Day Lawson Ltd. v. Jindal Exports Ltd., (2001) 6 SCC 356, would apply.
One sentence in Fuerst Day Lawson (supra) reads, “[T]he only difference as
found is that while under the Foreign Awards Act a decree follows, under the
new Act the foreign award is already stamped as the decree.” This sentence
does not lead to the conclusion, following the judgment in Thyssen
Stahlunion GMBH v. Steel Authority of India Ltd., (1999) 9 SCC 334, that
under the 1996 Act, a foreign award is considered to be stamped already. All
that this sentence means is that the foreign award is to be regarded as a
decree. The expression “stamped” means “regarded”. This judgment also
does not carry us much further.
20. On the other hand, the Madhya Pradesh High Court judgment (supra)
hits nearer home. This judgment, in paragraph 12 thereof, states why foreign
awards do not have to suffer stamp duty in the following terms:
“12. The Law on Arbitration in India was substantially contained
in three enactments namely, The Arbitration Act, 1940, The

Arbitration (Protocol and Convention) Act, 1937 and The
Foreign Awards (Recognition and Enforcement) Act, 1961. It
was widely felt the 1940 Act, which contains the General Law of
Arbitration, has become outdated. The Arbitration and
Conciliation Act, 1996 came in force to consolidate and amend
the Law relating to Domestic Arbitrations, International
Commercial Arbitration, enforcement of foreign arbitral awards
and to define the law relating to conciliation, commission on
international trade in short (UNCITRAL) Model Law and Rules.
Apart from other object, the object of the Act is to provide that
every final arbitral award is enforced in the same manner as if it
were a decree of the Court. While Arbitration and Conciliation
Act, 1996 was enforced, no amendment was made in the
definition of award given in the Indian Stamp Act. Similarly, the
Schedule which lays down the stamp duty payable on award
was not amended by including the foreign award. It appears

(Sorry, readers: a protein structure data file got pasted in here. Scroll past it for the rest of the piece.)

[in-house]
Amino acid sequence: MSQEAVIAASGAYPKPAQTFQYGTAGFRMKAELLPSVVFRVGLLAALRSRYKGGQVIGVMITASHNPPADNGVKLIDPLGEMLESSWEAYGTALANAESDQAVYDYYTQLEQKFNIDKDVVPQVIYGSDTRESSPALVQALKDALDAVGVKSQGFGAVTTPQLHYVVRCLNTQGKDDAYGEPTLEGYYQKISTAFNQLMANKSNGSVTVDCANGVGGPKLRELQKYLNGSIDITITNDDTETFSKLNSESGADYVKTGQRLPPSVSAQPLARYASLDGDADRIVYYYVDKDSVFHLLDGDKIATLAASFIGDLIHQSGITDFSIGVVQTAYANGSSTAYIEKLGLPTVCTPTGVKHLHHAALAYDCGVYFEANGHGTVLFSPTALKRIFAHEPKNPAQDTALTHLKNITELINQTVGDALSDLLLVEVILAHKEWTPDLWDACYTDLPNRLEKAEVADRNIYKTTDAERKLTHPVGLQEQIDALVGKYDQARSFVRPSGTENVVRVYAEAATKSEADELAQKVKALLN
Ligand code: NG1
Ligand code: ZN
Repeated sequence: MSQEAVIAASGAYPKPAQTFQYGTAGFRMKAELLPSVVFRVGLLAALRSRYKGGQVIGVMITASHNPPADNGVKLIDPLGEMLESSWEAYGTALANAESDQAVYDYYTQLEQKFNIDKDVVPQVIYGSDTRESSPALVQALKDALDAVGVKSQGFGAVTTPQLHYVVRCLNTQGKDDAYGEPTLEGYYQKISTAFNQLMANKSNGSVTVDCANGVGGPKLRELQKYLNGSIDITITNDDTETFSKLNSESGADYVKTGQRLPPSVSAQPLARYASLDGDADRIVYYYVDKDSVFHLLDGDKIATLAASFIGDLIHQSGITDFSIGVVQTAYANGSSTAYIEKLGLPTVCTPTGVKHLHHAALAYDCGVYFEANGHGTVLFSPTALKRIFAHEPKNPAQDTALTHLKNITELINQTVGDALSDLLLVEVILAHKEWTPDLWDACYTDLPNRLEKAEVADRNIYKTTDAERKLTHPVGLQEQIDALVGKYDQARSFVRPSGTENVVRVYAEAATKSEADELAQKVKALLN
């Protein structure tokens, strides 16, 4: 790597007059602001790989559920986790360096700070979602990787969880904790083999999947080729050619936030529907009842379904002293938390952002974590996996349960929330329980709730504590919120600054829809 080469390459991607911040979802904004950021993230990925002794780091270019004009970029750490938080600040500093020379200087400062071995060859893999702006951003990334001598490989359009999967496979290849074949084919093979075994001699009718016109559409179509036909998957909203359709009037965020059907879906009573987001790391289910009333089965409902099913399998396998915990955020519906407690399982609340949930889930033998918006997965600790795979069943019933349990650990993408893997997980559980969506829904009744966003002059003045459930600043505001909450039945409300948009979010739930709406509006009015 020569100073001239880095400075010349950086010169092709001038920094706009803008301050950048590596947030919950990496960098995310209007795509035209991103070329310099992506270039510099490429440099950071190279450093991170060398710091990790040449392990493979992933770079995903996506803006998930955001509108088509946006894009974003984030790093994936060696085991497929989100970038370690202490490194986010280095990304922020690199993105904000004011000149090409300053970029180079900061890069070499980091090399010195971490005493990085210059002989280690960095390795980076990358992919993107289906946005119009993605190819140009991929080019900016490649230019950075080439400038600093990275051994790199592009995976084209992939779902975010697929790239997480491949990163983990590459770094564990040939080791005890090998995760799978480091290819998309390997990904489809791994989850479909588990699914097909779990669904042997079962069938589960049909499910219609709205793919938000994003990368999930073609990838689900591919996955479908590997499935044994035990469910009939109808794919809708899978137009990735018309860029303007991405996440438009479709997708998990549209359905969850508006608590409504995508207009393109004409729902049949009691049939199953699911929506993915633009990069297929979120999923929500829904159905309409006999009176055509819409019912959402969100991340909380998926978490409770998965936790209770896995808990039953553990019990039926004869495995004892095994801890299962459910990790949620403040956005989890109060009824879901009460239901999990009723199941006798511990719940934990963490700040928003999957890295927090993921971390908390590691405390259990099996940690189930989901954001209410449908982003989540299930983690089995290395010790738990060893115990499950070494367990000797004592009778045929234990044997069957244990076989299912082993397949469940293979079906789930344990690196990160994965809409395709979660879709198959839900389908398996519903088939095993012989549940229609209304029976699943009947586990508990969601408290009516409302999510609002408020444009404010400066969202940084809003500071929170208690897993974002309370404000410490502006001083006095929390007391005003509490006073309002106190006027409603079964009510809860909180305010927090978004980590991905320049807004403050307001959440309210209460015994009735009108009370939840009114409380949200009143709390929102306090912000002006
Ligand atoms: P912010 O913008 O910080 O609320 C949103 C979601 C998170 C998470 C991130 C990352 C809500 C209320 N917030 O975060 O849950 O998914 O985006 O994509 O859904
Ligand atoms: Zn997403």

that law makers while enforcing the Arbitration and Conciliation
Act, 1996 was of the view that foreign award shall be
enforceable as if it were a decree of the Court, no amendment
was brought either in the definition of award or in the Schedule
relating to payment of stamp duty on award. Since the
definition of award given at Entry No. 11 of the Schedule of the
Indian Stamp Act does not cover the foreign award and one of
the objects to enforce the new Act was to enforce final award
as if it was a decree and keeping in view the law laid down by
the Hon'ble Apex Court in the matter of Fuerst Day Lawson Ltd.
(supra), wherein the Hon'ble Supreme Court has held that
under the new Act the foreign award is already stamped as
decree, this Court is of the view that the petition filed by the
petitioner has no merits and deserves to be dismissed. In view
of this, the petition filed by the petitioner is disposed of holding
that foreign award is already stamped and is enforceable as
decree.”
21. The reasoning contained in paragraph 12 has our approval, short of the
reasoning contained following Fuerst Day Lawson (supra) which, as we have
already stated above, did not indicate that foreign awards can never suffer
stamp duty.
22. The other judgment heavily relied upon by Shri Viswanathan, namely
21
the Gujarat High Court judgment (supra), merely refers to Article III of the
New York Convention to state that so far as procedural aspects relatable to
foreign awards are concerned, we must go by the Code of Civil Procedure,